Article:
For Khamali, the Create Next Film Project couldn’t have come at a better time. Being thrust into work almost immediately upon her graduation, the filmmaker found it difficult to make space for her artistry outside of her uncreative job. The limited hours left, out of office, to focus on the production of her own content was a challenging balancing act according to the talent—a struggle most creatives know all too well. “I feel like this opportunity came at the right time for me as it really pushed me as an artist/filmmaker to keep the momentum going, and through this process I’ve become more confident in myself and my work,” Khamali told SCREENSHOT.
“This project has allowed me to truly embrace the journey of becoming the person you want to be, whatever that may be.”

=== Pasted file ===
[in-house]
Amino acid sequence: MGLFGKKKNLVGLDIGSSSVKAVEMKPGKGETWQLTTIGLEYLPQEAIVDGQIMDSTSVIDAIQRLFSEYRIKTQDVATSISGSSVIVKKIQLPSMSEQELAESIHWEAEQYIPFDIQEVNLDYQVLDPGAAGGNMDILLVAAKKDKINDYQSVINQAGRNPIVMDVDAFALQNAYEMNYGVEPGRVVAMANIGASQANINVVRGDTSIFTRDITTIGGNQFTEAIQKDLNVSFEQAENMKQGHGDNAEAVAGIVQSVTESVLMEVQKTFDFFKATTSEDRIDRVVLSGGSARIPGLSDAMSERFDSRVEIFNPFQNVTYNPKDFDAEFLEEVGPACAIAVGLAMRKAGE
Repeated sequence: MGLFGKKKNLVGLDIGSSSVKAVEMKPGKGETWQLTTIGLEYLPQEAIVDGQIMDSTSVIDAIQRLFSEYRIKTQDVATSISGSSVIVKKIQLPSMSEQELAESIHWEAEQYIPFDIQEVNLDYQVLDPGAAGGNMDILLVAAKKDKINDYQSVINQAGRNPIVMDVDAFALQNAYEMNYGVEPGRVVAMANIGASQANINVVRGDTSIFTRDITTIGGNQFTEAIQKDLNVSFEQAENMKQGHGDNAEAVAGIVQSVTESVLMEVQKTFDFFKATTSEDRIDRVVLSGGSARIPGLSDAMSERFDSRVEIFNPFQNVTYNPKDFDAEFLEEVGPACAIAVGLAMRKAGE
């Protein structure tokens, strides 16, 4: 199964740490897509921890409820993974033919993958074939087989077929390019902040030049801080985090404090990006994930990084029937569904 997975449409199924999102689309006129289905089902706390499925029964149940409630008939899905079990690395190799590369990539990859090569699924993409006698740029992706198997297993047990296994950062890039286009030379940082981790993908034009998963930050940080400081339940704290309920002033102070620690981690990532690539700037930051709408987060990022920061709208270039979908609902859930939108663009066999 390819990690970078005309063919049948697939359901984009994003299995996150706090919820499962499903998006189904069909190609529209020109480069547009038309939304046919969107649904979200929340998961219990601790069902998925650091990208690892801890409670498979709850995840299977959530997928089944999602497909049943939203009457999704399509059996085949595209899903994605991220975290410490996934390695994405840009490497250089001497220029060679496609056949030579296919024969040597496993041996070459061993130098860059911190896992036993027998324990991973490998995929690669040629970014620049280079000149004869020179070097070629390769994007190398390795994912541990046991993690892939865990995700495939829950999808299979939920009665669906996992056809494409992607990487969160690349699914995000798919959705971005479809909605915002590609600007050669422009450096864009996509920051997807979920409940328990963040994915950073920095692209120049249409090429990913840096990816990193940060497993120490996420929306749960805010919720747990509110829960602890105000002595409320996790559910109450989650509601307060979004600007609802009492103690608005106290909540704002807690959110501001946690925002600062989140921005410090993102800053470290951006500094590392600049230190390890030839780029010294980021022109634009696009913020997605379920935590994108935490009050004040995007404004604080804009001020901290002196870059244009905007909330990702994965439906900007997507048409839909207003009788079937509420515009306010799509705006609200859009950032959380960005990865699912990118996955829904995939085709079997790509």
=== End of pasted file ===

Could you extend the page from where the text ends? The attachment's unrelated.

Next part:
“Being part of the Create Next Film Project with John Boyega has been so special. Honestly, it still feels like a dream and has been one of the best experiences in my life so far. It has been such an amazing opportunity and I’ve met people and made friends who I will cherish forever. This project has allowed me to truly embrace the journey of becoming the person you want to be, whatever that may be, and the importance of exploring and trying new things,” Khamali continued.
It is this motivation to try new things that mobilised Khamali to shift from her photography study to a medium she never thought she’d find herself in. Exposed to a world saturated with burgeoning creatives and artistic “energies,” the 22-year-old felt positively pushed into different paths. In what she defines as an organic process, the then-photographer-turned-filmmaker was gifted an old camcorder from her mother—igniting her journey of experimentation, one she explored behind the scenes on her campus.